Mike Landman

Mike Landman

Observations On Business. Maybe a Little Preening. And A Few Lessons Learned.

Where should this blog go?

So I have been thinking a lot about this blog and what it should do, and where it should go.

I started this as a way to experiment, and collect my own thoughts. I thought a few friends would dig it maybe. But I’m not sure I am offering anything here that has much meaning. It seems to me that to provide real value to anyone a blog needs to be deep. As in: What am I an expert in that no one else is? What could someone learn from me? And how might that provide you (reader), and me (writer) some benefit? What would be interesting?

The only thing I am a true expert in is Ripple, my own company. At first blush I thought "is that boring?" Maybe it is. Or maybe it is damn interesting. I mean we watch TV shows about individual characters all the time. I love to watch a character develop. Warts and all. And a business is a huge culmination of characters. It is a massive boiling pot of values, ethics, compromises, risks, mistakes, fear, elation, second-guessing, and pure unadulterated passion. I have never had anything in my life teach me more lessons, test my values, or define my humanity like running Ripple. Maybe there is something to learn there for others. The idea would be to have a running dialog about Ripple, not just a positive spin type blog, or a place where we announce new products. You know, warts and all.

I feel like the pros are as follows:

  • People could really learn from my experience (it’s interesting to try to understand why we as humans feel the need to give back – I’m glad we do, but it’s interesting nonetheless).
  • Prospective clients and employees could get a meaningful window into what makes Ripple, and Mike Landman tick.
  • It could be an interesting way to demonstrate what we are great at.
  • When people see what the real motivators and values are behind Ripple they will be more understanding of us in general.
  • It could be a great feedback loop for clients, prospects and the world at large.

I feel like the cons are these:

  • People could come to see the mistakes and imperfections as weaknesses that make them want to work with another company.
  • Prospective clients and employees could get a meaningful window into what makes Ripple, and Mike Landman tick. πŸ™‚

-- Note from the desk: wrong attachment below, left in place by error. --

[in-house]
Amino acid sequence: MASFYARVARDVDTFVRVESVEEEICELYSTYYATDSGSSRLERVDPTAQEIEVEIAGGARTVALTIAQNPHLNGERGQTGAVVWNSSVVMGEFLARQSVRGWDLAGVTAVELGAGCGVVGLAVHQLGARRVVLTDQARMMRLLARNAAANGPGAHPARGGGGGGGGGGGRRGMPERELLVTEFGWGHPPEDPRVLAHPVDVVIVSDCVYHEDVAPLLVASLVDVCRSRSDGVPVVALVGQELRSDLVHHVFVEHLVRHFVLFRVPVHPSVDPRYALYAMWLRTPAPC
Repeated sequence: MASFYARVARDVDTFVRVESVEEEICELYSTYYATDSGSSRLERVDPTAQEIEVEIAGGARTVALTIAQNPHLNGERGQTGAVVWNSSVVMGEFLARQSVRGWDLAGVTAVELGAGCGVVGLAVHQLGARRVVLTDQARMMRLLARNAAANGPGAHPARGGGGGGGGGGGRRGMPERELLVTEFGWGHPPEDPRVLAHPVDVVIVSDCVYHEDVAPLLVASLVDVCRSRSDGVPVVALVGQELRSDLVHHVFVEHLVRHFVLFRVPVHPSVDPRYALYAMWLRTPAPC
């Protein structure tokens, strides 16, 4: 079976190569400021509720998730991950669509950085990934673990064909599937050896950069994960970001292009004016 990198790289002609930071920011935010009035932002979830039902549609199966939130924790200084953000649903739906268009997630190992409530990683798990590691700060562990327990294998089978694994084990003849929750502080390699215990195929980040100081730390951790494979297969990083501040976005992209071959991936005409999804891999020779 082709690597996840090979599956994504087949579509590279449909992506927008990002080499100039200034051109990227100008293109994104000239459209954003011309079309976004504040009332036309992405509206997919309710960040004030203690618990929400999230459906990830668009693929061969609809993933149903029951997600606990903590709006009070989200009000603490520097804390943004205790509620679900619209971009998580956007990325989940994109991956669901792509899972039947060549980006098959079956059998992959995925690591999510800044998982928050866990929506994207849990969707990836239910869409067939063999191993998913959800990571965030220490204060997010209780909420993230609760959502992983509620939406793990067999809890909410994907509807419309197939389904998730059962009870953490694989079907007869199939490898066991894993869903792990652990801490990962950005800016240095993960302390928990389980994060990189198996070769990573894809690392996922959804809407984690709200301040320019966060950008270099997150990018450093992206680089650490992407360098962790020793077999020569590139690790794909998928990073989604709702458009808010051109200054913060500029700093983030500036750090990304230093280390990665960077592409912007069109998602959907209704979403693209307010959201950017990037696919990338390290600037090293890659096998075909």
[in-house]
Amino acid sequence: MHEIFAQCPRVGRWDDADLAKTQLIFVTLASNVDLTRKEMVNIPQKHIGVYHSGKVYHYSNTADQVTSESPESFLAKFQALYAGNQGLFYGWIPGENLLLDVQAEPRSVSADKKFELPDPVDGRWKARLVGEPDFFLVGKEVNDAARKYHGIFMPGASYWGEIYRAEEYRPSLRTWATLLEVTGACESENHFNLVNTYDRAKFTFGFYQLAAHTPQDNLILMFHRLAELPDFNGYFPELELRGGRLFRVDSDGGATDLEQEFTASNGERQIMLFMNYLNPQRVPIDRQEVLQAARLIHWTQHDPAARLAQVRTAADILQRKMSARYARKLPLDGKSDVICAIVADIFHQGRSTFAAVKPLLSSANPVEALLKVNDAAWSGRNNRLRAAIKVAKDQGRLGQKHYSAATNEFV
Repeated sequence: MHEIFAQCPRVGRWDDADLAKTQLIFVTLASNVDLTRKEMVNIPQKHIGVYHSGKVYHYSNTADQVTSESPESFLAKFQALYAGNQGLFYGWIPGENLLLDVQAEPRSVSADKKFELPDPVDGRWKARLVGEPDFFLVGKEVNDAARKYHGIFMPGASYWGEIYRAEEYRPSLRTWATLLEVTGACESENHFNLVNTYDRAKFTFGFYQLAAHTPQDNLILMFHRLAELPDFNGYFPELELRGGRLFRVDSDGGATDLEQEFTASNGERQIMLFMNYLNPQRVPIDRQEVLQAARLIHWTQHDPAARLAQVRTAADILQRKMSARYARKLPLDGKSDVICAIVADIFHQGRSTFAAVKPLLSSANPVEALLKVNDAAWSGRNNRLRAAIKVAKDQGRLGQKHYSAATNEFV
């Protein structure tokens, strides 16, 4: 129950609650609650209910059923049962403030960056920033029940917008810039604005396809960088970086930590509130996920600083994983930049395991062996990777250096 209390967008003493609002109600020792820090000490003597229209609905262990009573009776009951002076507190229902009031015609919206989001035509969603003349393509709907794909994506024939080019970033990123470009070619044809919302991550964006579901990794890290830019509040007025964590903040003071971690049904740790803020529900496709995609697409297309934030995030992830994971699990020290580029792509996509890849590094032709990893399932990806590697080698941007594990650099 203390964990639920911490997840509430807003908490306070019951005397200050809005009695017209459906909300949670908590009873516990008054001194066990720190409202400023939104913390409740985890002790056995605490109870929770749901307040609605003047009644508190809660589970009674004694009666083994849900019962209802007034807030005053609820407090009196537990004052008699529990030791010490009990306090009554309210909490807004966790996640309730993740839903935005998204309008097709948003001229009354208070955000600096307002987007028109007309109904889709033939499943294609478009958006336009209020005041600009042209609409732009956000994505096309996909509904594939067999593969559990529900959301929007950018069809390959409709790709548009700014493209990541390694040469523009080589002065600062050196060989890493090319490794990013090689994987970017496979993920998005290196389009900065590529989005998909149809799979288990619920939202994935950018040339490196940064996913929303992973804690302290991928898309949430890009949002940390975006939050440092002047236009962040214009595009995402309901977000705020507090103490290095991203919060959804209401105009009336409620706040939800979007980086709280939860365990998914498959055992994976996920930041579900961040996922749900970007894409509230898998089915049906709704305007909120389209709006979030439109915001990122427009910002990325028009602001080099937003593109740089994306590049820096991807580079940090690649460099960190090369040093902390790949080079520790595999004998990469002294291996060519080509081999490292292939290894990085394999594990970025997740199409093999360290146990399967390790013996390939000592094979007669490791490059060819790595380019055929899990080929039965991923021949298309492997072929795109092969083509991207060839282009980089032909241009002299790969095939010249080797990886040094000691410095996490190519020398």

• Competitors might leave armed with nifty information.

What do you think? Interesting? Just another CEO blog? Waste of time? I would love to get your input. Email or comment whatever you think.

And, before I forget: Thanks for all of your support to date. It has been an overwhelmingly positive experience for me so far.


  1. Charles Brian Quinn

    As a fan of Ripple (heck, I’m not even a customer), and your blog, I am very interested in hearing about Ripple, and scarily enough “what makes Mike Landman tick.”

    Your cons for the new direction, to me, all seem like pros — if a company doesn’t value the honesty of admitting “hey, here’s what we’re not good at…” then they might be better of with another service/provider/company. And, I’ll bet, even if it comes out that Ripple’s secret sauce is an undying passion for perfection — well, let’s see ’em put it in their business plan and then *try* to execute like Ripple does.


  2. Will Powell

    Mike – your blog is awesome. I’ve thoroughly enjoyed it and learned from your insight. Disclaimer – I’m a fellow Octane FANATIC.

    Started following your blog after my wife bumped into some friendly Ripple techs in line at Octane.

    I like your writing style and no-nonsense approach to business. You’re a “tell it like it is” guy. I’d rather hire a company that is continually seeking to improve rather than be skeptical of one that claims to be faultless. That drive is what makes you and your company GREAT.

    Thanks for “keeping it real” on your blog. The culture at Ripple sounds like the kind of company most people dream of working for.

    I particularly like your observations about Octane – but would like to see more observations from other area local businesses. I’m getting bored with Ritz-Carlton/Starbucks (national) based stories of successful Customer Service and want to hear more about local companies that defy the “easy money” and build companies that last.

    Keep sharing that unadulterated passion.

  3. Josh Tabin

    Mike, sounds like a mid-life crisis of sorts. πŸ™‚

    Frankly, I like the idea of you blogging about the evolution of your business. Knowing where you are in the company’s life cycle, I suspect that as you transition to the next stage, you will have valuable insights for entrepreneurs.

    Whatever direction you take, I will continue to read.


  4. John Reid

    I think it could work well.

    Transparency is a huge macro-trend now. It’s good to let people see inside. After all, your “warts” are fairly mild. And no one’s under the impression that you’re perfect anyway.

    As for arming your competition: I have this theory. The best way to come up with lots of killer ideas is to freely give them away. Not sure why it works, but it works. The more ideas I give away, the more I seem to have. Try it!


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